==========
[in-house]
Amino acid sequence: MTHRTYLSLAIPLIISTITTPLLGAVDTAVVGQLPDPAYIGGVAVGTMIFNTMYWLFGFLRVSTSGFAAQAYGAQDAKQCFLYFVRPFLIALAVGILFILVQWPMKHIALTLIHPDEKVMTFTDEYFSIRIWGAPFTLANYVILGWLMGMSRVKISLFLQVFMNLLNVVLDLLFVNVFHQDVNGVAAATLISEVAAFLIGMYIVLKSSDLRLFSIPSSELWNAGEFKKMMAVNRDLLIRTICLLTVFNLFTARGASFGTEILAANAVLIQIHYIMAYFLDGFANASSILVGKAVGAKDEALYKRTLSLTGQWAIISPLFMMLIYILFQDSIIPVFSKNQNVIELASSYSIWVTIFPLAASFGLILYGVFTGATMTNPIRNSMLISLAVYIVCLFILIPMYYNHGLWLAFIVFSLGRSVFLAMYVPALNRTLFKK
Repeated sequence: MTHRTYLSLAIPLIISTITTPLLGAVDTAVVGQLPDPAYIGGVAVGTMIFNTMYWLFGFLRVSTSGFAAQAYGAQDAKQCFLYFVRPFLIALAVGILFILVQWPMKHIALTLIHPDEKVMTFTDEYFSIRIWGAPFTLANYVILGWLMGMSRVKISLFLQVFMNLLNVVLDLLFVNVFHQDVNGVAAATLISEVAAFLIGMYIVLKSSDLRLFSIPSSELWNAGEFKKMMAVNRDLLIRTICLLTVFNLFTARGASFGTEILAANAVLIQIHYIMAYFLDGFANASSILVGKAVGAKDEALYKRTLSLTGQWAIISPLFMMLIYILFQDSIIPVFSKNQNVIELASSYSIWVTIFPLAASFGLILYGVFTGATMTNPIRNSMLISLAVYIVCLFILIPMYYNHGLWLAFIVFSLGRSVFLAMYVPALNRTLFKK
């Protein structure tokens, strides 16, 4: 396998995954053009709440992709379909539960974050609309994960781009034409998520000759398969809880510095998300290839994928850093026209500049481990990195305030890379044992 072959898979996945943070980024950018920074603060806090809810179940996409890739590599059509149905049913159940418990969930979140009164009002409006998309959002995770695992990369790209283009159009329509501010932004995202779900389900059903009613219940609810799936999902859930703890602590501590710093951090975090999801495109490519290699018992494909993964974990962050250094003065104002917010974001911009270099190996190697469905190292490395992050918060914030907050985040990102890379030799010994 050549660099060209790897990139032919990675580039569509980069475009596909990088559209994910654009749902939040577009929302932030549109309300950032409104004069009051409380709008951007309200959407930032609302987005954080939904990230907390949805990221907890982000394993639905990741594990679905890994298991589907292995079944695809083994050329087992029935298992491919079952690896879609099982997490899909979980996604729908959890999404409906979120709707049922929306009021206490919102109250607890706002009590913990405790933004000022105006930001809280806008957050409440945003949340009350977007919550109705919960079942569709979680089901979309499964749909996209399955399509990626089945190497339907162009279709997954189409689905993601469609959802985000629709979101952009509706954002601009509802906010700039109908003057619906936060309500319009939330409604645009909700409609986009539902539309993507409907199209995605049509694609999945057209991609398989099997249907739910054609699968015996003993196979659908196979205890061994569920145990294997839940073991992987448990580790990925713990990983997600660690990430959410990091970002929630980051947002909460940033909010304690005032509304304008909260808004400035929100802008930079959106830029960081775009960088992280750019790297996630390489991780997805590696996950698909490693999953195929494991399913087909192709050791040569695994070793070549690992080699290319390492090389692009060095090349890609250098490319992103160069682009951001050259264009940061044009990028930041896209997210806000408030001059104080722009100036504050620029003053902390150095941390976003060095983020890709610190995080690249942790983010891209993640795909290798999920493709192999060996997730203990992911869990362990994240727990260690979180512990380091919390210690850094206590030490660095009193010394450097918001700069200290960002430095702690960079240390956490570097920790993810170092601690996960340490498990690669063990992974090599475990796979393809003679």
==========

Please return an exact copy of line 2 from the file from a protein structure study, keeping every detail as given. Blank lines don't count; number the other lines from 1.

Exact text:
Amino acid sequence: MTHRTYLSLAIPLIISTITTPLLGAVDTAVVGQLPDPAYIGGVAVGTMIFNTMYWLFGFLRVSTSGFAAQAYGAQDAKQCFLYFVRPFLIALAVGILFILVQWPMKHIALTLIHPDEKVMTFTDEYFSIRIWGAPFTLANYVILGWLMGMSRVKISLFLQVFMNLLNVVLDLLFVNVFHQDVNGVAAATLISEVAAFLIGMYIVLKSSDLRLFSIPSSELWNAGEFKKMMAVNRDLLIRTICLLTVFNLFTARGASFGTEILAANAVLIQIHYIMAYFLDGFANASSILVGKAVGAKDEALYKRTLSLTGQWAIISPLFMMLIYILFQDSIIPVFSKNQNVIELASSYSIWVTIFPLAASFGLILYGVFTGATMTNPIRNSMLISLAVYIVCLFILIPMYYNHGLWLAFIVFSLGRSVFLAMYVPALNRTLFKK